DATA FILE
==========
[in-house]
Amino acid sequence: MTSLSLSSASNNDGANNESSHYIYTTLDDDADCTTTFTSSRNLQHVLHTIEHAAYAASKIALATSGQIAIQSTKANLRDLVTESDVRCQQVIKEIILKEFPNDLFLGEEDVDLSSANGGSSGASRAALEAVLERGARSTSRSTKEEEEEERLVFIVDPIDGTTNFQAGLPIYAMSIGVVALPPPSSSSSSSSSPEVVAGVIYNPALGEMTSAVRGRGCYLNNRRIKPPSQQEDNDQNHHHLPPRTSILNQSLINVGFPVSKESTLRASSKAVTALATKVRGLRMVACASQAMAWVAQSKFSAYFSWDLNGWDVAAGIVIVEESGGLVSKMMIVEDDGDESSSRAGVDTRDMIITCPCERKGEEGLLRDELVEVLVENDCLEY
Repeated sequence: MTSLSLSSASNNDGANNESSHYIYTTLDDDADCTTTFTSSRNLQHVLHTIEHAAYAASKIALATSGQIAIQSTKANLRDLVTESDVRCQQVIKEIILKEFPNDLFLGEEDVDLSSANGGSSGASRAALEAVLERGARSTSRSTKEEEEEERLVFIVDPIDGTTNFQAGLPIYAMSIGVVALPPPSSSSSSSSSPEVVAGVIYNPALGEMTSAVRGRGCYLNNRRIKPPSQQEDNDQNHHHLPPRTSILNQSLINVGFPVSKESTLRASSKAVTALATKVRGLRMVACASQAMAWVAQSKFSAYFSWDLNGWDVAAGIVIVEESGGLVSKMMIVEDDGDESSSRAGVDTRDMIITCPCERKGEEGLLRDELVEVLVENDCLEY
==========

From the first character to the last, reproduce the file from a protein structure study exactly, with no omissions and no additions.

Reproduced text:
[in-house]
Amino acid sequence: MTSLSLSSASNNDGANNESSHYIYTTLDDDADCTTTFTSSRNLQHVLHTIEHAAYAASKIALATSGQIAIQSTKANLRDLVTESDVRCQQVIKEIILKEFPNDLFLGEEDVDLSSANGGSSGASRAALEAVLERGARSTSRSTKEEEEEERLVFIVDPIDGTTNFQAGLPIYAMSIGVVALPPPSSSSSSSSSPEVVAGVIYNPALGEMTSAVRGRGCYLNNRRIKPPSQQEDNDQNHHHLPPRTSILNQSLINVGFPVSKESTLRASSKAVTALATKVRGLRMVACASQAMAWVAQSKFSAYFSWDLNGWDVAAGIVIVEESGGLVSKMMIVEDDGDESSSRAGVDTRDMIITCPCERKGEEGLLRDELVEVLVENDCLEY
Repeated sequence: MTSLSLSSASNNDGANNESSHYIYTTLDDDADCTTTFTSSRNLQHVLHTIEHAAYAASKIALATSGQIAIQSTKANLRDLVTESDVRCQQVIKEIILKEFPNDLFLGEEDVDLSSANGGSSGASRAALEAVLERGARSTSRSTKEEEEEERLVFIVDPIDGTTNFQAGLPIYAMSIGVVALPPPSSSSSSSSSPEVVAGVIYNPALGEMTSAVRGRGCYLNNRRIKPPSQQEDNDQNHHHLPPRTSILNQSLINVGFPVSKESTLRASSKAVTALATKVRGLRMVACASQAMAWVAQSKFSAYFSWDLNGWDVAAGIVIVEESGGLVSKMMIVEDDGDESSSRAGVDTRDMIITCPCERKGEEGLLRDELVEVLVENDCLEY